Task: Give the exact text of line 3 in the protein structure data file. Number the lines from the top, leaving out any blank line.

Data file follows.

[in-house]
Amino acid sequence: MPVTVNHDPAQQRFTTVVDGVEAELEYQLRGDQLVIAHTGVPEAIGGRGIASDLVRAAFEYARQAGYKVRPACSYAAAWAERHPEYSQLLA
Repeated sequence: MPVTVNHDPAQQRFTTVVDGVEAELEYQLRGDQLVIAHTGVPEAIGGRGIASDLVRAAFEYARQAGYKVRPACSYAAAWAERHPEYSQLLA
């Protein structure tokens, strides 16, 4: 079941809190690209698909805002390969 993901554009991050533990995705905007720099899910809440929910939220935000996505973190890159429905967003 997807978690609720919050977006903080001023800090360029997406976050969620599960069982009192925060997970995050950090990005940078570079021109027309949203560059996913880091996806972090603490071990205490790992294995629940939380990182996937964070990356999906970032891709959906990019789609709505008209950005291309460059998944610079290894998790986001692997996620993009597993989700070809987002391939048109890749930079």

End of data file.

Repeated sequence: MPVTVNHDPAQQRFTTVVDGVEAELEYQLRGDQLVIAHTGVPEAIGGRGIASDLVRAAFEYARQAGYKVRPACSYAAAWAERHPEYSQLLA